Reader Sarah submitted the following to Ask Unclutterer:
My husband and I are hoping to adopt a newborn. We could therefore be in a position of bringing home a newborn with very short notice. On the other hand, we could be waiting years. Some people I’ve talked to in a support group have said that they set up full nurseries, but that doesn’t feel right to us. We want to be prepared, but we don’t want to keep a lot of baby stuff to make us sad that we’re still waiting. Do you have any advice for figuring out and balancing what baby stuff we should get in order to avoid panic if we get the call, but without having stuff around that would end up as physical and emotional clutter until the baby comes? Thanks.
Initially, this question might seem like its answer will only apply to people in your very specific situation. This is not the case. When anticipating any life change, we all go through something similar. We want to look forward to the event (graduating college, starting a new job, having a biological child, getting married), but we also don’t want to be consumed by it. We don’t want the “one day” stuff to clutter up the present, but we also want to be properly prepared.
When we were in your exact situation, we did not set up the nursery. Even after we were notified we had been chosen and we had his delivery date on the calendar, we did not set up the nursery. It wasn’t until after we brought our son home that his nursery was assembled.
For one of our many state-mandated house visits for our home study, we had to show we had a place for our son to sleep and basic supplies for him. We showed our social worker what we had purchased, and all of it was being stored at the back of our bedroom closet. We had a Pack ‘N Play with a bassinet attachment (still in the box), a set of sheets for the Pack ‘N Play (we washed them and had them stored in a shoe box), a stroller (also in its box), a baby carrier a friend loaned us, a six pack of BPA-free bottles (still in plastic), and a diaper bag (but no diapers or wipes). That is all. State law required we buy the car seat within 24 hours of picking up our son, the box had to be unopened, and the receipt had to be taped to the box. So, obviously, we didn’t have a car seat, though we would have had one if the state would have allowed us to. Since we didn’t know at the time if our child would be a boy or a girl, how large the child would be, or if he/she had any dietary restrictions or allergies, we didn’t have clothes, diapers, or formula.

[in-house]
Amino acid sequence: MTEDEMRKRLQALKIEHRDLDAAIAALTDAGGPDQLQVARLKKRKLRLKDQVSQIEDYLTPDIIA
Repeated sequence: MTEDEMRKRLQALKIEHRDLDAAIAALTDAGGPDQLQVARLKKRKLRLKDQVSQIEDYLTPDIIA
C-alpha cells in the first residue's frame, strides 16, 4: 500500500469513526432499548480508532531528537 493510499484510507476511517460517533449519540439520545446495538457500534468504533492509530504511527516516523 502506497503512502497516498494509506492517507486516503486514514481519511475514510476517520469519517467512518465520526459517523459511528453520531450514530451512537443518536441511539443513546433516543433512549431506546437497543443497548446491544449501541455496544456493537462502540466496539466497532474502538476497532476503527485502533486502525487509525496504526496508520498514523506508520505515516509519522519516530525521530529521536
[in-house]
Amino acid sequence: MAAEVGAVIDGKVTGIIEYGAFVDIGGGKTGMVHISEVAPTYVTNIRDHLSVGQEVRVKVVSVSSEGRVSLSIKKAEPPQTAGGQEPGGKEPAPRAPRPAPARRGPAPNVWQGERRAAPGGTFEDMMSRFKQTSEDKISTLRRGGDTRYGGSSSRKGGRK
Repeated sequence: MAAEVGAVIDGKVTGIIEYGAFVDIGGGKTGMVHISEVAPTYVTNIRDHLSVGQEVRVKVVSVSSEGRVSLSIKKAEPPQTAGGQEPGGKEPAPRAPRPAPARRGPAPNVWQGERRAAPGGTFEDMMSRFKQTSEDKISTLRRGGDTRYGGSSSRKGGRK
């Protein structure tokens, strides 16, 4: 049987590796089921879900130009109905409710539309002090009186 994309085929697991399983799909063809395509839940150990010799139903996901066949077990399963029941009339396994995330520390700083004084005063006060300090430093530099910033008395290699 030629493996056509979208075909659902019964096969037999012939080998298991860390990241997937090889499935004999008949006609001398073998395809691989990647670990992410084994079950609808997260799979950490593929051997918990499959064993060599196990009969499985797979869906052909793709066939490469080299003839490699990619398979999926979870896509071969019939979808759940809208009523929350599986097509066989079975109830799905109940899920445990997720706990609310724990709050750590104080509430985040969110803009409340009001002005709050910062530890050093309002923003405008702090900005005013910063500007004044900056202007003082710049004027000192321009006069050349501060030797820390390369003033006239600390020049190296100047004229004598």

When we picked up our son, he actually came with some clothes, diapers, wipes, and formula. He also had a blanket, a stuffed animal, a quilted book, and a photo album. As we were walking to the car, my husband remarked that he was unaware children came with so much stuff. Even people who have biological children will comment that they didn’t realize they would be leaving the hospital with so many things in addition to their kid, but everyone does. Manufacturers of all-things baby and different charities give tons of stuff to hospitals every year that are passed along to new parents.
We have no regrets about not setting up a nursery. That being said, if there comes a point when you really want to make up the nursery, go for it. There isn’t a right or wrong way. You do what is best for you. It took us two and a half years from when we started the adoption process to when our son was home, and I can’t imagine walking past a decorated room that entire time. (People who have biological children don’t typically set up a nursery before they’re pregnant, so I don’t think our decision was all that odd.) For other adopting parents, though, a decorated room is a source of hope and excitement. It’s what works for them, and that is great for them. You do whatever you have to do to keep your sanity through the waiting period.
I offer the same advice to anyone eagerly anticipating a life change — do what is best for YOU and helps YOU to keep your sanity while you wait. If the stuff associated with the big change is a distraction (as it was to us), keep it out of the way or don’t have it at all. There will always be a way to get it when you need it. Besides, if your adoption ends up being from out-of-state, you’ll have to spend at least two weeks in that state before being able to travel home. You can always order everything you’ll need while you’re hanging out in the hotel (best yet, get a room in an extended-stay hotel, you’ll want the dishwasher and refrigerator) and all of the nursery stuff will be delivered by the time you get home.
If you feel like you should do something while you wait, I recommend reading books on parenting and child development. Ask your friends and family members with children what authors they like, and read those works. I’m a fan of the Love and Logic series, the Healthy Sleep Habits books, and Laura Berk’s child development texts. You won’t have much time to read once the little one arrives, so check out the books now. Plus, reading a bunch of different books on parenting styles will give you an idea of what type of parent you want to be. Another thing you can do while you wait is interview pediatricians in your area. We did this and it was nice to be able to sit and talk with the doctors about their styles of treatment without the pressure of “we need a doctor right now” hanging over us. The first time we took our son to the doctor, we already felt comfortable with his doctor and knew all about her experiences working with adopted children.
Thank you, Sarah, for submitting your question for our Ask Unclutterer column. I hope I helped you in some way, and good luck to you and your husband on your adoption.
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